Tuesday, 24 February 2015
I remember a Saturday evening many years ago sitting down with my Dad to watch the Marx Brothers. I think we had tuned into PBS around 7PM and a double bill of Monkey Business and Horse Feathers was showing. Together they didn't even total 2 and a half hours, but holy crap did we cram in the laughs. It was silly, goofy and appealed to every juvenile instinct I had in my body (and still have). It seemed to have the same effect on my Dad since he sat in his chair giggling in that "Dad" fashion and shaking half the house along with him. Of course, that just made everything that much funnier. I was probably about 10-11, so I was also old enough to catch some of the puns, banter and sharpness of these obviously practised comedians and realized that this was a craft. A well-honed one.
And speaking of artists and their crafts...Buster Keaton remains to this day one of my all-time favourite artists in any medium. Far more than just simple slapstick, his silent comedies of the mid-to-late 20s were things of beauty and marvels to behold that would make you smile, laugh and question basic laws of physics. A somewhat "life changing" experience was watching a 3 hour American Masters program on PBS dedicated to Keaton (which I fortunately taped to VHS and wore down to microscopic width). His life had tragedy, regret and failure, but also contained some of the greatest work to ever be caught on celluloid. As the "great stone face", Keaton rarely broke a smile or showed a sense of fear while throwing himself (or mostly being thrown) info a myriad of dangerous stunts and physical gags. Though he was also an obviously well-rehearsed funny man with razor sharp timing, the falls, leaps and tumbles seemed almost improvised. It was part of his brilliance and was fascinating to hear him reflect on the broken bones and sets of cat-lives that he had. Those interview clips of Keaton in his late 50s also greatly reminded me of my Dad - there was just a certain way he told a story.
While watching these two films, it was fun to contrast what the Marx Brothers and Keaton each took from the rich comedic environment of vaudeville. Though they both retained the manic energy of stage comedy, they displayed it in different ways. As mentioned, Keaton focused it almost entirely on his sight gags that occasionally felt like dares gone wrong, but demanded a Cirque Du Soleil performer's strength, agility and finely tuned sense of balance (not to mention massive pain tolerance). As an example, an old clip from an early Fatty Arbuckle short shows him resting a foot on a counter while he tries to unstick his other foot from the floor. When he successfully peels it from the gooey molasses he had spilled, he lifts it up onto the counter WHILE THE OTHER FOOT REMAINS THERE. He appears to hang there in mid-air for far longer than any self-respecting pull of gravity would allow and then falls into a heap on the floor. It's remarkable, surprising and very funny.
The Marx Brothers, though still pretty good with a pratfall themselves, funnel most of their creative juices into the more verbal, musical and clownish elements of vaudeville. Groucho was given most of the good lines and putdowns (of anyone within his line of sight), but he also typically had several wonderful bits of verbal jousting with Chico as they each layered spoonerisms on top of assumptions and formed perfect moments of miscommunication. Each film also regularly had outlets for their music - Groucho's catchy songs, Chico's playful, wiggling-finger piano playing and Harpo's mostly delicate harp solos. Regardless of the plot, the lovers they were trying to help put together and the selfish schemes they were trying to torpedo, they never forgot to show the joy of just clowning around for the simple sake of amusing oneself (and hopefully others around them). To call them boisterous would be like calling a dozen, coca-cola-caffeinated 9 year-old boys playing video games a quiet play date.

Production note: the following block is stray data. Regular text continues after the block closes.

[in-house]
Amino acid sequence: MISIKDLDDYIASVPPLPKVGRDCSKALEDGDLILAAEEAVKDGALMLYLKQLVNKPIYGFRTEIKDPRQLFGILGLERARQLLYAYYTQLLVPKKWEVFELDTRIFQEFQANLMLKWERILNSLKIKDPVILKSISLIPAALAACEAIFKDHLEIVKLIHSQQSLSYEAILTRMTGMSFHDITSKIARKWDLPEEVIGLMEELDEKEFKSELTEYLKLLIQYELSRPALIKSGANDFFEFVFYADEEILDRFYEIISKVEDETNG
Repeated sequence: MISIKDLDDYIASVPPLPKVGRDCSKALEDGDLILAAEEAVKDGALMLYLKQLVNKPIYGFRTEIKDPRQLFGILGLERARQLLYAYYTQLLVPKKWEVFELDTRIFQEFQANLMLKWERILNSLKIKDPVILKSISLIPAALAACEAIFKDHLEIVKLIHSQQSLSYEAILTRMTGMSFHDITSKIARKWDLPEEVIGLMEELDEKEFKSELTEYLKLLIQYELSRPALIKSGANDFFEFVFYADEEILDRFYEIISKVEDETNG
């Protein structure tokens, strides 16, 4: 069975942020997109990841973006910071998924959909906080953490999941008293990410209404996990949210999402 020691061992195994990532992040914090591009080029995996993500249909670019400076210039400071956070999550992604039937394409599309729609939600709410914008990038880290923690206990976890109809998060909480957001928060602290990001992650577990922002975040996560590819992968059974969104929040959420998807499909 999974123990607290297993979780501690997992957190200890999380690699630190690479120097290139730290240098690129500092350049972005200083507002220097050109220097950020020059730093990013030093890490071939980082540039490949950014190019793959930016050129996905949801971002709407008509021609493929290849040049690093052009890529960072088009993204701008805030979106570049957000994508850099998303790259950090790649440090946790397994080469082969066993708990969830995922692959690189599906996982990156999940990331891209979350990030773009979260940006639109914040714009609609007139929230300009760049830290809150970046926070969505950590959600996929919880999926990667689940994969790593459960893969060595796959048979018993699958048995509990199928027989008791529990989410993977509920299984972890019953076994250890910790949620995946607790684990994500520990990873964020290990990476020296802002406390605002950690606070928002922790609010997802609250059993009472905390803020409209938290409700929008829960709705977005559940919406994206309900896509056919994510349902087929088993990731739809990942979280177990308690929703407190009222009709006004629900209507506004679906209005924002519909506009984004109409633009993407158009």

Both films are somewhat similar in that they each have very distinctive moments and scenes that help define classic comedy from the early days of Hollywood, but also - when viewed as entire films - fall somewhere around "average" on a grading scale. A Night At The Opera contains the wild and ridiculous cabin scene that stacks people on top of each other before they spill out to the hallway and provides all of the aforementioned antics (including both Chico and Harpo doodling on a piano in front of very amused children), but sputters in several sections and offers little humour from any plot points. Well, OK, Chico and Harpo playing catch in the orchestra pit of the opera is still damn funny...
Keaton's The Navigator contains an underwater sequence that - especially for its day - is quite impressive. With a bulky diving suit on, Keaton is filmed using a lobster as a pair of scissors, fencing with a swordfish and fighting off an octopus. There's also some inventive and silly humour in the kitchen and a variety of Buster's slips and bumblings, but the dominant scenes are around an encounter with dark-skinned cannibal savages. They want to board the abandoned ship on which Keaton and his potential girlfriend have been stranded, but not much funny happens during these extended scenes and they seem to only serve two purposes: 1) reminding the "savages" of their inferiority and 2) allowing a good final gag to save them. At 58 minutes, it's pretty breezy, but even so it slogs a bit once they reach that island.
Nevertheless, both films do provide ample evidence of their classic style of humour while also keeping audiences reasonably entertained. I'll be seeing my parents this coming weekend as they prepare for an upcoming move, so I'm thinking I might bring along a sampling of both artists' films. At 87, my Dad is much less willing to go along with an anarchic bunch of maladroits or catch the subtlety of the deft contortions of a silent comedian, but I'm pretty sure the Marxes or Keaton can still get a good couple of chair shakes from him....